15. Extracts from Phil. Trans, and other fragmentary Papers.

Graphical construction by Newton relating to the conjunction of Jupiter and Saturn, &c.

*16. Fragments of the Historia Cælestis.

*17. “Barometri altitudines per totum itineris mei Alpini decursum.” June 25—July 13. No author's name or year.

*18. Testimonial for E. Paget, M.A., *Trin., as a person fit to teach navigation to the King's satisfaction. 3 April, 1682.

19. A scheme of Mathematical learning proposed for Mr Stone's foundation (at Christ's hospital). Several drafts.

20. Newton's remarks on this. 21. Draft of his letter on the subject. 22. Long letter by Newton in answer. *23. Two drafts of a paper headed, The case of Trin. Coll., on the fellowship dividends.

*24. Henricus Sextus, apparently a College or University declamation.

*25. A Latin phrase-book, under the heads of English words in alphabetical order, the first word abate, the last conduct. At the other end are extracts from Epiphanius, S. Augustine, &c.

*26. Phrases from Terence's Andria, with occasional translations.

*27. Miscellaneous fragments relating to personal matters. The packet contains a torn scrap of a letter from Newton's mother to him, 6 May, 1665, and one from Catharine Conduitt to Newton.

28. A Problem in Chances, not in Newton's hand. *29. A Demonstration in French on the Quadrature of the Circle, by Dan Waeijwel of Amsterdam.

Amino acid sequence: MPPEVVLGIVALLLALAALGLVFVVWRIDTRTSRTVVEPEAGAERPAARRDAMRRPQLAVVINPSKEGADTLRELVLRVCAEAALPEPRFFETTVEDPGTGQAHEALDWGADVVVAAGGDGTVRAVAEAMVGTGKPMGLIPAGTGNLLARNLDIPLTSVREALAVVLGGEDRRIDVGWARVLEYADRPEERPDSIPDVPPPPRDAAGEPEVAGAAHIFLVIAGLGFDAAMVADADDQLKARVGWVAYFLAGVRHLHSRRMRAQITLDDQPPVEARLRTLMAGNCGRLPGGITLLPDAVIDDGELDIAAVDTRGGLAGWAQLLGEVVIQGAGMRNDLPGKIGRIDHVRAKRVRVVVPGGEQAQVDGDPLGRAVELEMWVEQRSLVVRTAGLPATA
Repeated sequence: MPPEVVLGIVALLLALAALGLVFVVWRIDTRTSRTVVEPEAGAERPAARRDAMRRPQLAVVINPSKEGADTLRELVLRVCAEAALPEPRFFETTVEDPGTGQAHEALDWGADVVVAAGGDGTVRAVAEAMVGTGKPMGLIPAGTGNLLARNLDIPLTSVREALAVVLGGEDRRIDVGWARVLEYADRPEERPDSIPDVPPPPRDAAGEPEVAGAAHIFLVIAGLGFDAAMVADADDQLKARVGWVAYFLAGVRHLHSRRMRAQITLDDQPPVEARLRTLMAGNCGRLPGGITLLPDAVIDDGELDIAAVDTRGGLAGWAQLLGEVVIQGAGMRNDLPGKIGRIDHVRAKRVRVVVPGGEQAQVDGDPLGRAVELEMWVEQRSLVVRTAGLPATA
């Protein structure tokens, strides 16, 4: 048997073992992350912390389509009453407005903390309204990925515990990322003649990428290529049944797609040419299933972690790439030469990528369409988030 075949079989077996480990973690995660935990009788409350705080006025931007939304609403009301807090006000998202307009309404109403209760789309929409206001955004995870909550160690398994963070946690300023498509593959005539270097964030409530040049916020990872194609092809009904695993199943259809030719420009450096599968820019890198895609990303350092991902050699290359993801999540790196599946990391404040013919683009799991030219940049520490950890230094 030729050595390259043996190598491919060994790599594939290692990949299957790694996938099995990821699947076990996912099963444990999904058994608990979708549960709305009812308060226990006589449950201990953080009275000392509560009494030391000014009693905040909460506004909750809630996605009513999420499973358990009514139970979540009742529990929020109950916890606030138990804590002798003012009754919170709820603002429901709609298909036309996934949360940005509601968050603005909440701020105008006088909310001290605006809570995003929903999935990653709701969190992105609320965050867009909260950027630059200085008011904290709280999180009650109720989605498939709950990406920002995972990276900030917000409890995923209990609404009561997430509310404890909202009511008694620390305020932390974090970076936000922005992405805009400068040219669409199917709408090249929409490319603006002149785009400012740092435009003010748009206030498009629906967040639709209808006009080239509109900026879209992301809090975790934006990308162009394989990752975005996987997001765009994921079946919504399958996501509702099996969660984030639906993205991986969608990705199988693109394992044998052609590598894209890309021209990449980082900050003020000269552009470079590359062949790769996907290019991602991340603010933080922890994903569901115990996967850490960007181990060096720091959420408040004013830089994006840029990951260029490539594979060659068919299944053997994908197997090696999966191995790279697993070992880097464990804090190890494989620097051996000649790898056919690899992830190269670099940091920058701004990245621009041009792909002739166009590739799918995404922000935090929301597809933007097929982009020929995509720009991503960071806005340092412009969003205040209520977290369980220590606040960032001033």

*30. Scraps.

SECTION IX.

CORRESPONDENCE, ARTICLES OF AGREEMENT, &c. ABOUT THE

PUBLICATION OF FLAMSTEED'S OBSERVATIONS, &c.

Catalogue of Manuscripts of Tycho Brahe.

Draft of Latin letter to Roemer relating to Tycho's observations; similar letter in English; both in Newton's handwriting.

Arbuthnot to [Newton]? July 30, 1706.

Letter from Newton and the other Referees to Prince George of Denmark concerning the publication of Flamsteed's observations, Jan. 23, 1705.

Two drafts of Articles of Agreement made between the Referees and Mr John Flamsteed. Flamsteed to Newton, Oct. 25, 1705.

April 10, 1708.
Copy of an Order sent to Mr Flamsteed, July 14, 1708.
Flamsteed to Sir Christopher Wren, July 19, 1708.
The Referees to Sir Isaac Newton.

Account of the expense of printing Mr John Flamsteed's Observations.

Order to pay £125 to Flamsteed for his first Catalogue of fixed stars.

Receipt for the same from Ja. Hodgson.

Flamsteed to Newton, April 23, 1716 (asking for the return of his MSS.) printed in Baily's Flamsteed p. 322.

Order by Queen Anne for the appointment of a Board of Visitors of the Royal Observatory dated Dec. 12, 1710.

Drafts of Correspondence relating thereto.

Petition to the Queen of the President, Council and Fellows of the Royal Society of London, for the grant of a new place of Meeting.